Why Apple earnings could be a ‘sell the news’ event

Apple is set to report its quarterly earnings after the bell on Thursday, and while the market is largely expecting the company to beat its earnings expectations, some have a more bearish outlook.

Even amid the company's recent iPhone X launch and generally positive reviews out on Tuesday, Apple has lost some of its edge, said Boris Schlossberg, foreign exchange strategist at BK Asset Management.

"I think it's very much 'sell the news' at this point. I think everyone is focused on a number. But it may be worthwhile to think about feelings at this point. Apple is a luxury company, and the worst thing a luxury company can do is lose its cool, and I say this very much as an Apple fanboy. Apple has really lost a lot of its cool over the last two years because its products just have not been up to spec in many ways," Schlossberg said Tuesday on CNBC's "Trading Nation."

He pointed specifically to apparent issues surrounding the new operating system.

"I think it's going to be very interesting to see if the X really rescues them ... if it becomes that cool object, or it becomes an object of derision as we go forward. So to me, the jury is very much still out. There's an enormous amount of enthusiasm," he said, adding, "I remain highly skeptical that they're going to get the kind of demand the market is looking for."

After past iPhone release dates, Apple shares have reacted differently. In September 2012, in the month following the iPhone 5, the stock fell nearly 13 percent. In 2014, in the month after the iPhone 6 release date, Apple shares fell 2 percent.

Last year, in the month following the iPhone 7 release, shares rose 6 percent. This year, since the iPhone 8 release on Sept. 22, the stock is up a little more than 10 percent.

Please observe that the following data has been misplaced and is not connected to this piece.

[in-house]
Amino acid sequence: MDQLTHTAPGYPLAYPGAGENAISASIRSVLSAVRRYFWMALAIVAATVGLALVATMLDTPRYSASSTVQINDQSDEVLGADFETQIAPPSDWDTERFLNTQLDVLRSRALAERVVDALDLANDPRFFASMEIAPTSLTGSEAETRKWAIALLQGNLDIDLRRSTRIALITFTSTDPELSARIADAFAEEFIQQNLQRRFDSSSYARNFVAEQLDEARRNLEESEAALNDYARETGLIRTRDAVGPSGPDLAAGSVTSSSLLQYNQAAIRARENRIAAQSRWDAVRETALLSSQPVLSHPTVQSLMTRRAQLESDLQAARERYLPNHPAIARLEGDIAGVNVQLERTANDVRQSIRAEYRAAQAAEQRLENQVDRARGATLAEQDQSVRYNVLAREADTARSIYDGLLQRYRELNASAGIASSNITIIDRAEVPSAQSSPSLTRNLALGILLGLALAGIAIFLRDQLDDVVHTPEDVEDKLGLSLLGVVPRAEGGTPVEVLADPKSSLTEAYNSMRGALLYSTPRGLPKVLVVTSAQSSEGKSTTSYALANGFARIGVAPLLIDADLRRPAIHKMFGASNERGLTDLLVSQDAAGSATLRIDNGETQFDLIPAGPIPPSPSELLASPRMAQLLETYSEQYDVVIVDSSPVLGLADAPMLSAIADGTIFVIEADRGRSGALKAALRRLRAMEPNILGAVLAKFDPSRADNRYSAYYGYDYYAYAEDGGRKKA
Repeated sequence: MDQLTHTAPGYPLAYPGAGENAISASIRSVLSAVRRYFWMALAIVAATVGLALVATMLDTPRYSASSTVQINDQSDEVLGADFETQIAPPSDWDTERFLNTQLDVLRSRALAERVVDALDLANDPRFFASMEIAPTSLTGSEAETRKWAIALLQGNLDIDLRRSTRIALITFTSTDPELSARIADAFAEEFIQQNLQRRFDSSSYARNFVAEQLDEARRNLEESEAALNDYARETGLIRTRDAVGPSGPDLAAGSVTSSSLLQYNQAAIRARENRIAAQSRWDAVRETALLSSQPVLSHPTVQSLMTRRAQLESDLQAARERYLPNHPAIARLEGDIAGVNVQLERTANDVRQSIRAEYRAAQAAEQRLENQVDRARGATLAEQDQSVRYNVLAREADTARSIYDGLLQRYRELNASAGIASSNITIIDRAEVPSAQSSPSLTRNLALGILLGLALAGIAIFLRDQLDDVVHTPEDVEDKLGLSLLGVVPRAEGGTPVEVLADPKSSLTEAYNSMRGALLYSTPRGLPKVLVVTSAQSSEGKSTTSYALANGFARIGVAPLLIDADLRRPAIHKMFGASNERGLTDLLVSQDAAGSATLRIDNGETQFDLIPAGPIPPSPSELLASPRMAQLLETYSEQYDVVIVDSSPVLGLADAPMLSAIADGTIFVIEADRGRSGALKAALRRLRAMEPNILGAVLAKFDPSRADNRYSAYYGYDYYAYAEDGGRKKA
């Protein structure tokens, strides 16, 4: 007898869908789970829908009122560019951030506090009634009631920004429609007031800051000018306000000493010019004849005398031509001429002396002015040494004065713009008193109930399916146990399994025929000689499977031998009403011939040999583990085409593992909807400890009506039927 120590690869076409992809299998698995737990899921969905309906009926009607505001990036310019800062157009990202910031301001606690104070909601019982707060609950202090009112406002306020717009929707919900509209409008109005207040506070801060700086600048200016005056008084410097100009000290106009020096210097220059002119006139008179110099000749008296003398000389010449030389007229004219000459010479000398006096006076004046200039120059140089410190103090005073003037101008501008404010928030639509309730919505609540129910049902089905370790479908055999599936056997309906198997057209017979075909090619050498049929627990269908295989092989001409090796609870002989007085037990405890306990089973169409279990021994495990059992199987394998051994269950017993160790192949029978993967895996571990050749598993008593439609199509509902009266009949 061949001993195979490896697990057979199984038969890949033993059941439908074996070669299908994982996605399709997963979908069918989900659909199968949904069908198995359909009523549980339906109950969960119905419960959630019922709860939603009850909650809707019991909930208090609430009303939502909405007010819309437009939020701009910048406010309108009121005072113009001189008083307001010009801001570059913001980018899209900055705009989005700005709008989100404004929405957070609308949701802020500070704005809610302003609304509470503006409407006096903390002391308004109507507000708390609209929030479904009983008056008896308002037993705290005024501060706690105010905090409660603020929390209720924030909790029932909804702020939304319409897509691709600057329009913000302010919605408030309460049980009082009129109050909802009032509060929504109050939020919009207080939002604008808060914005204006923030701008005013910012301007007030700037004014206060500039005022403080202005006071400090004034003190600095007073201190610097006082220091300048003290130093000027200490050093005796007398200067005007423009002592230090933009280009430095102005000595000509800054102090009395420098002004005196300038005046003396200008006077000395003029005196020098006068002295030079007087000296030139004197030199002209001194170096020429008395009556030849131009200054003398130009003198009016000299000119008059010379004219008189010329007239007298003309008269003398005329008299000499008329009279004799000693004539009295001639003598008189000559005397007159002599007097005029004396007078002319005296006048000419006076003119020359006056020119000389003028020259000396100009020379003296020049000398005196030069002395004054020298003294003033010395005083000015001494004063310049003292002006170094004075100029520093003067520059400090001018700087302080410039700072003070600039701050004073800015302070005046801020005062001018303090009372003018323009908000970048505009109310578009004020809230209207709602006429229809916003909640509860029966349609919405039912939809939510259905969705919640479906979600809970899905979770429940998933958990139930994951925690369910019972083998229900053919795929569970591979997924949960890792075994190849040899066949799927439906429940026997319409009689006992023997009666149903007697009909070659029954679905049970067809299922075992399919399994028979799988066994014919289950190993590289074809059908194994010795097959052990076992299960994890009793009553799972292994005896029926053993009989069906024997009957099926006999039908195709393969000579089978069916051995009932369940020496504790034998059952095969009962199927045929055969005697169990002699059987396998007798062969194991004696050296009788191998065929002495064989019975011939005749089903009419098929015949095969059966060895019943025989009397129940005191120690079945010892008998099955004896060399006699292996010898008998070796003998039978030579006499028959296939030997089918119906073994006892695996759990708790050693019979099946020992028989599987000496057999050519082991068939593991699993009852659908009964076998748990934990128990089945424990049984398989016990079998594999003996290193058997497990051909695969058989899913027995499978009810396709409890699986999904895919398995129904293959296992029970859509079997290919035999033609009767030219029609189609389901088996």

From a momentum perspective, some are cautious on the stock, which has gained nearly $81 billion in market cap since its Sept. 25 low.

"I'd be pretty cautious about running into the stock, but I wouldn't run away from it. My expectation is that the earnings are good and the holiday season is once again kind to Apple," said Max Wolff, chief economist at Disruptive Technology Advisers. The stock has rallied more than 45 percent this year.

"That being said, there are real and serious problems with iOS 11. ... The problem is that's on all the phones, so people have tended to associate that with the [iPhone] 8 and the [iPhone] 8 plus only, but it's also obviously on the 10. We think the 10 is going to be a big hit. The question is more, if the 8 and 8 plus are a little bit of a fizzle," Wolff added.

Gene Munster, partner at Loup Ventures and a widely followed Apple watcher, wrote in a recent note that the iPhone X will be a "make or break" story for the tech giant's shares over the next year.

The stock hit an all-time in Tuesday trading.

Apple did not immediately respond to a request for comment.

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Trading Nation is a multimedia financial news program that shows investors and traders how to use the news of the day to their advantage. This is where experts from across the financial world – including macro strategists, technical analysts, stock-pickers, and traders who specialize in options, currencies, and fixed income – come together to find the best ways to capitalize on recent developments in the market. Trading Nation: Where headlines become opportunities.

Michael Santoli

Michael Santoli joined CNBC in October 2015 as a Senior Markets Commentator, based at the network's Global Headquarters in Englewood Cliffs, N.J.  Santoli brings his extensive markets expertise to CNBC's Business Day programming, with a regular appearance on CNBC's Closing Bell (M-F, 3PM-5PM ET). In addition, he contributes to CNBC and CNBC PRO, writing regular articles and creating original digital videos.

Previously, Santoli was a Senior Columnist at Yahoo Finance, where he wrote analysis and commentary on the stock market, corporate news and the economy. He also appeared on Yahoo Finance video programs, where he offered insights on the most important business stories of the day, and was a regular contributor to CNBC and other networks.

Follow Michael Santoli on Twitter @michaelsantoli

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